April 15, 2014 > A boost for small business
A boost for small business
Submitted By Thomas M. Blalock, BART Board Vice President
IÕm sure BART riders donÕt think about it, but every time they put their ticket into the faregate or tap that Clipper Card, their fare dollars arenÕt just paying for their ride, they are also putting skilled, but jobless Bay Area residents back to work. ItÕs all thanks to BARTÕs small business initiatives, which the BART Board of Directors recently implemented to help fuel our economy.
ItÕs no secret that small business is driving the nationÕs economic recovery. According to the U.S. Census Bureau, firms with fewer than 20 workers account for approximately 65% of all new jobs created.
With that in mind, BARTÕs Board of Directors approved several small business initiatives a few years ago, aimed at returning as many state, local and fare dollars as we can to the very people who put money in the agencyÕs coffers - our riders and taxpayers. Today, I couldnÕt be more excited to tell you that those initiatives are paying off.
Nobody appreciates BARTÕs efforts to recycle fare dollars locally more than BART rider Terry Johnson, owner of Oakland-based Masterpiece Painting, Inc. HeÕs currently a subcontractor on the $890 million Warm Springs BART extension and the $484 million BART extension to Oakland Airport.
Because of BARTÕs small business initiatives, Johnson Ð a once struggling solo operation - has grown his business to five employees and expects to hire more. Two of JohnsonÕs hires are skilled, union painters who were unemployed for more than a year.
ÒOne of my guys has three kids under the age of six,Ó Johnson said. ÒHe was living house to house with various family members. Now that heÕs employed, heÕs looking for a place to rent and to raise his family.Ó
Through the small business initiatives, BART unbundles large contracts and identifies services that local mom and pop shops could do. BART also sets sub-contracting requirements for large-scale corporations to ensure those corporations include small, local businesses in their bid proposals for BART work. BART also organizes matchmaking events to connect local business owners with large corporations.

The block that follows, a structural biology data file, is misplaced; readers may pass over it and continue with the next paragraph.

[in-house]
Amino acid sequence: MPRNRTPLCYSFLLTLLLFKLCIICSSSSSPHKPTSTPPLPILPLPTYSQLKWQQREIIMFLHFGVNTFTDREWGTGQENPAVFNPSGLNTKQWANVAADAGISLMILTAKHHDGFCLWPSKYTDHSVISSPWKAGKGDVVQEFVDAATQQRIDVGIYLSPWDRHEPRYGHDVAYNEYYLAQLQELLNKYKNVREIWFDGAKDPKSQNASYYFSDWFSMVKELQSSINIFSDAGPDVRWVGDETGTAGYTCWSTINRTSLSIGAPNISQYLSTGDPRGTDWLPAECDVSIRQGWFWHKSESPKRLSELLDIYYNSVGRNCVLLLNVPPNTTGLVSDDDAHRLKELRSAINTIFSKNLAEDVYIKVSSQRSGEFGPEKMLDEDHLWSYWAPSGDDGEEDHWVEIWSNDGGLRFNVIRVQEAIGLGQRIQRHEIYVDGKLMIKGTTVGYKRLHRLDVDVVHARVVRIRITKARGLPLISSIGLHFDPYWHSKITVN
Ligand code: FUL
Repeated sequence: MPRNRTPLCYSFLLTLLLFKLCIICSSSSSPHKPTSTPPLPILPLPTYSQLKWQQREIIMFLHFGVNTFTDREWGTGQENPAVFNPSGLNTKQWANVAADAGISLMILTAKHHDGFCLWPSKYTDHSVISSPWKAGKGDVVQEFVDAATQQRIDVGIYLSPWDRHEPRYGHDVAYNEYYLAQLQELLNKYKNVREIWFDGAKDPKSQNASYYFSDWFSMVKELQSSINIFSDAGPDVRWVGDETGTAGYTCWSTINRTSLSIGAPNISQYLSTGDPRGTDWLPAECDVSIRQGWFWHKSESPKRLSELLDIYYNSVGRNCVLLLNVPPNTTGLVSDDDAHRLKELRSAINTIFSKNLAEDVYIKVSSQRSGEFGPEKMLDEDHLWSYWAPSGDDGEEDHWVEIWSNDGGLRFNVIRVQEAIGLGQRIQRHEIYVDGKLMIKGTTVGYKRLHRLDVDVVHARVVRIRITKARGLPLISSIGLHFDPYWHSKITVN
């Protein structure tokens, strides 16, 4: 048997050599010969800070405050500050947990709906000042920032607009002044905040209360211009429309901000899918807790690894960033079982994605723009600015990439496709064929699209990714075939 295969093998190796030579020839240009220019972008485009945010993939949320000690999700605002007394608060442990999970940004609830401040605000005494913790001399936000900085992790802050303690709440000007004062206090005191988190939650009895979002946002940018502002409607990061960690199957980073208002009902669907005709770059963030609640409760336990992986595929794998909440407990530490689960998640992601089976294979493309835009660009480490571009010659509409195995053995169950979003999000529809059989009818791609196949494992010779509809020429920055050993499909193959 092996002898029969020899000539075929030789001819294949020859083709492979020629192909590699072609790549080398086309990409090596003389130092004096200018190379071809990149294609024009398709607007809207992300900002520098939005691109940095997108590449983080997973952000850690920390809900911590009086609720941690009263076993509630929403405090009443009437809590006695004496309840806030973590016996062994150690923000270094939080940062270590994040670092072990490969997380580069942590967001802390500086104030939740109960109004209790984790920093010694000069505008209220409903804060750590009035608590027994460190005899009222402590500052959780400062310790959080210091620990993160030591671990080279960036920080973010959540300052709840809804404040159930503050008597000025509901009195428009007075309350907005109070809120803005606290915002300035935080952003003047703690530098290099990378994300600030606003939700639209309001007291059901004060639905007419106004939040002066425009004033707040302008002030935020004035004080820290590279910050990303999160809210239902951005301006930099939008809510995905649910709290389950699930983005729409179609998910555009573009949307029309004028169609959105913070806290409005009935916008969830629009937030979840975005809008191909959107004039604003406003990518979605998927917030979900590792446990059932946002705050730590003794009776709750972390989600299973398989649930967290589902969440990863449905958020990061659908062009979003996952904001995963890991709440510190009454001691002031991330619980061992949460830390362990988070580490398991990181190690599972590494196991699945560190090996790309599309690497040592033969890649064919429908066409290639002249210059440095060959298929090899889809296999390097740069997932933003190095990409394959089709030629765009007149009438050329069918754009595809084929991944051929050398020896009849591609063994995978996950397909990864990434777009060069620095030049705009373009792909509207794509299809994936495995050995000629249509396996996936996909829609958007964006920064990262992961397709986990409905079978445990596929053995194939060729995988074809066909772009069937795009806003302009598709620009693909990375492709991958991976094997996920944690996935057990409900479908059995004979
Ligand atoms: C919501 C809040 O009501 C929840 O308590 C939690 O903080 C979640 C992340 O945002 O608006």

ÒLarge contractors tend to work with businesses with whom they have relationships,Ó said Andrea Lowe, President of A Squared Ventures Ð an Oakland based firm that conducts matchmaking events. ÒSo what usually happens is the number of small businesses that have the opportunity to participate is very minimal.Ó
BARTÕs small business initiatives do more than just match little companies with larger ones. BART also hires firms like A Squared Ventures to support small business owners from start to finish on a project. ThatÕs because BART knows most small business people have neither the time nor the resources to calculate costs, hire personnel and complete the paperwork associated with being a subcontractor on a large-scale project.
ÒBART realized that itÕs not enough to just get small business owners subcontract work. If they go out of business because they didnÕt estimate the work properly then thatÕs not a success for BART either,Ó Lowe said. ÒSo realizing that small businesses need help on these multi-million dollar projects, BART put several processes in place to support small business owners.Ó
During bidding on the Warm Springs extension, BART used financial incentives to encourage large corporations to meet BARTÕs subcontracting goals. Warm Springs Constructors Ð an international joint venture of Kiewit Pacific Company and Mass Electric companies - ended up winning the $300 million phase two contract, which included construction of the new Warm Spring/South Fremont station. As a result of the incentives, the firm hired JohnsonÕs business. Now heÕs not only getting paid to paint the new station, heÕs gaining valuable experience that enhances his resume.
ÒBidding on projects like Warm Springs was always out of the picture because of its size and other obstacles,Ó Johnson said. ÒBy breaking down those contracts and having companies like A Squared Ventures assist us, BART made the mega projects available for a small contractor like me. ItÕs really a game changer for my business.Ó
ÒNational firms tend to bring their people in from out-of-the area Ð those people make their money here, then take it back home and spend it,Ó Lowe says. ÒHere you have a small Oakland firm, hiring locally and buying from local suppliers. That initial BART fare dollar has now been spent over and over improving our economy.Ó
So riders, the next time you use your ticket or Clipper card, remember, your fare and tax dollars are moving both trains and local businesses like JohnsonÕs forward. For more on BARTÕs Small Business Program visit: www.bart.gov/ocr.